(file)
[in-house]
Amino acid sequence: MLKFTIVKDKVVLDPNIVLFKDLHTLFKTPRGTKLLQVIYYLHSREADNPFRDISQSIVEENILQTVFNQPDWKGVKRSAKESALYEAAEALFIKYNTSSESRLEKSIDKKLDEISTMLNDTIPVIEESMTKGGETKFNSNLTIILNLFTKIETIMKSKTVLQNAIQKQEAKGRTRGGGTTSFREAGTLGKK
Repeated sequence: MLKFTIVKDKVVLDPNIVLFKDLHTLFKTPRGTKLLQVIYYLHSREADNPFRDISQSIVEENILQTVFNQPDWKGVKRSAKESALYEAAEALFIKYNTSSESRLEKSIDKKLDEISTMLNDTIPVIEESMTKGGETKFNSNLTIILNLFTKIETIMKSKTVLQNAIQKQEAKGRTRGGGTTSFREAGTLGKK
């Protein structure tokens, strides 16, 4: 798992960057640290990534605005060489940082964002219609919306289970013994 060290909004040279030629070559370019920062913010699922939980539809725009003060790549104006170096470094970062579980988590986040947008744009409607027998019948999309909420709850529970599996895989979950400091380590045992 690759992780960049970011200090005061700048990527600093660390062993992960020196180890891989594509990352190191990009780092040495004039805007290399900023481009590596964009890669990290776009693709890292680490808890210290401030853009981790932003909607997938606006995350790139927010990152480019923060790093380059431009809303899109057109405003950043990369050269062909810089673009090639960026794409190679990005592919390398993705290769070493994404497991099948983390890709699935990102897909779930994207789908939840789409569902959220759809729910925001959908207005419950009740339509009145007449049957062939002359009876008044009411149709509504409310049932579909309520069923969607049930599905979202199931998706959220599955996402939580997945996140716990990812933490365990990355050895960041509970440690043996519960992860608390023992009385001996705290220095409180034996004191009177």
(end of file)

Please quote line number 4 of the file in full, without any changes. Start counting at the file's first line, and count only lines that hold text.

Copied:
């Protein structure tokens, strides 16, 4: 798992960057640290990534605005060489940082964002219609919306289970013994 060290909004040279030629070559370019920062913010699922939980539809725009003060790549104006170096470094970062579980988590986040947008744009409607027998019948999309909420709850529970599996895989979950400091380590045992 690759992780960049970011200090005061700048990527600093660390062993992960020196180890891989594509990352190191990009780092040495004039805007290399900023481009590596964009890669990290776009693709890292680490808890210290401030853009981790932003909607997938606006995350790139927010990152480019923060790093380059431009809303899109057109405003950043990369050269062909810089673009090639960026794409190679990005592919390398993705290769070493994404497991099948983390890709699935990102897909779930994207789908939840789409569902959220759809729910925001959908207005419950009740339509009145007449049957062939002359009876008044009411149709509504409310049932579909309520069923969607049930599905979202199931998706959220599955996402939580997945996140716990990812933490365990990355050895960041509970440690043996519960992860608390023992009385001996705290220095409180034996004191009177």